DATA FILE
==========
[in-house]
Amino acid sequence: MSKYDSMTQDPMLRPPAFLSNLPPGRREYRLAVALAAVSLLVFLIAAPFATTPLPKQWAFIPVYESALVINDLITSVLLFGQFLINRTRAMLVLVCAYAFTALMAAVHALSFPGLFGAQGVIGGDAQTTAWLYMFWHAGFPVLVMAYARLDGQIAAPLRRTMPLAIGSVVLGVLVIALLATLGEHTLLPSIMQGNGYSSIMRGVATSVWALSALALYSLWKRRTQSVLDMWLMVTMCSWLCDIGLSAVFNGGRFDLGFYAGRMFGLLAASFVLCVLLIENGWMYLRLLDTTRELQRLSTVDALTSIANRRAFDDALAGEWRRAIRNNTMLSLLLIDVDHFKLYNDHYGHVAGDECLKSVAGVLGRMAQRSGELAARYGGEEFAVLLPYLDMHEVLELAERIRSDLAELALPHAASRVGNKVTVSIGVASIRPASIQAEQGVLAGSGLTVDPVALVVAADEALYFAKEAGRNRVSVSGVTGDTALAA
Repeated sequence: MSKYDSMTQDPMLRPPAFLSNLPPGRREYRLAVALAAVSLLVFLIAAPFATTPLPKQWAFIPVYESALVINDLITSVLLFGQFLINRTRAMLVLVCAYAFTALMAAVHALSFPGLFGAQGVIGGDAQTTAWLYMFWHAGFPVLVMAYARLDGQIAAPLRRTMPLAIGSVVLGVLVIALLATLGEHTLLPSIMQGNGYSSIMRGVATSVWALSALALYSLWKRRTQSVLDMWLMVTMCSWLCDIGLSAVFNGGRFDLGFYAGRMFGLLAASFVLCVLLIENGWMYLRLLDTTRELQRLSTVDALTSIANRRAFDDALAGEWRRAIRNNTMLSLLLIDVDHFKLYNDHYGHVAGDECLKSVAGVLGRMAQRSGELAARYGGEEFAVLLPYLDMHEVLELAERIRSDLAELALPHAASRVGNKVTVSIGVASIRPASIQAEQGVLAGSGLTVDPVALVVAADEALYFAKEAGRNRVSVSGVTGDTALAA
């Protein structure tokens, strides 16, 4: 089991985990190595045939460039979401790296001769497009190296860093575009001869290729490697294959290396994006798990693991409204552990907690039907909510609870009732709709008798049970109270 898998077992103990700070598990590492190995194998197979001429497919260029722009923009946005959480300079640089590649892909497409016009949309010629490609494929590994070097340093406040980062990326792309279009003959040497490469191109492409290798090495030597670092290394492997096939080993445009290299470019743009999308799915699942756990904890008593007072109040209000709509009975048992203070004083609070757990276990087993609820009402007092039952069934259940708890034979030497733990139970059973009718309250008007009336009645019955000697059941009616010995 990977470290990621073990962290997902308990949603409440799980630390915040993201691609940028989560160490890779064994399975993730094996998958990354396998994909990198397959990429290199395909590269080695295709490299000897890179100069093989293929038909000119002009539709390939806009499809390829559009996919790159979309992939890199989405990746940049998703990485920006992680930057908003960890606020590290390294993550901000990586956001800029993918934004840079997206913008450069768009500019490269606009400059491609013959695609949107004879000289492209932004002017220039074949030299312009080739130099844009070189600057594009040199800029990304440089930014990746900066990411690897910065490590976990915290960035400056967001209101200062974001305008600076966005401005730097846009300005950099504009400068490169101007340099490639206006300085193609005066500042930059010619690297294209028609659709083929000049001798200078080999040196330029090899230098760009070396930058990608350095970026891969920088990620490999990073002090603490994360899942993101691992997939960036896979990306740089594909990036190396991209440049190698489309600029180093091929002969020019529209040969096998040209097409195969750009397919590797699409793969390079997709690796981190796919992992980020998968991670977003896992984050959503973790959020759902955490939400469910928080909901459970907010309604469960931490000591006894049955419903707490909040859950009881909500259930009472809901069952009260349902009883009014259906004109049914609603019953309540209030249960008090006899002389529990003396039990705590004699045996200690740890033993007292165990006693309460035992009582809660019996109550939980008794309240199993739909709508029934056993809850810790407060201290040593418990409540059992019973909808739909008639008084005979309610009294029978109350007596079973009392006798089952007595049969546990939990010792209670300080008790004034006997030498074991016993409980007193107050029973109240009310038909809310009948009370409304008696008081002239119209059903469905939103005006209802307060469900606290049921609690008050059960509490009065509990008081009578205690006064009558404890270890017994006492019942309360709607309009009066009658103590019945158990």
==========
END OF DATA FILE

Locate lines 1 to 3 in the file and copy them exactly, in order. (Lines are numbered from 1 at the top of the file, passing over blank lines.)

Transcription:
[in-house]
Amino acid sequence: MSKYDSMTQDPMLRPPAFLSNLPPGRREYRLAVALAAVSLLVFLIAAPFATTPLPKQWAFIPVYESALVINDLITSVLLFGQFLINRTRAMLVLVCAYAFTALMAAVHALSFPGLFGAQGVIGGDAQTTAWLYMFWHAGFPVLVMAYARLDGQIAAPLRRTMPLAIGSVVLGVLVIALLATLGEHTLLPSIMQGNGYSSIMRGVATSVWALSALALYSLWKRRTQSVLDMWLMVTMCSWLCDIGLSAVFNGGRFDLGFYAGRMFGLLAASFVLCVLLIENGWMYLRLLDTTRELQRLSTVDALTSIANRRAFDDALAGEWRRAIRNNTMLSLLLIDVDHFKLYNDHYGHVAGDECLKSVAGVLGRMAQRSGELAARYGGEEFAVLLPYLDMHEVLELAERIRSDLAELALPHAASRVGNKVTVSIGVASIRPASIQAEQGVLAGSGLTVDPVALVVAADEALYFAKEAGRNRVSVSGVTGDTALAA
Repeated sequence: MSKYDSMTQDPMLRPPAFLSNLPPGRREYRLAVALAAVSLLVFLIAAPFATTPLPKQWAFIPVYESALVINDLITSVLLFGQFLINRTRAMLVLVCAYAFTALMAAVHALSFPGLFGAQGVIGGDAQTTAWLYMFWHAGFPVLVMAYARLDGQIAAPLRRTMPLAIGSVVLGVLVIALLATLGEHTLLPSIMQGNGYSSIMRGVATSVWALSALALYSLWKRRTQSVLDMWLMVTMCSWLCDIGLSAVFNGGRFDLGFYAGRMFGLLAASFVLCVLLIENGWMYLRLLDTTRELQRLSTVDALTSIANRRAFDDALAGEWRRAIRNNTMLSLLLIDVDHFKLYNDHYGHVAGDECLKSVAGVLGRMAQRSGELAARYGGEEFAVLLPYLDMHEVLELAERIRSDLAELALPHAASRVGNKVTVSIGVASIRPASIQAEQGVLAGSGLTVDPVALVVAADEALYFAKEAGRNRVSVSGVTGDTALAA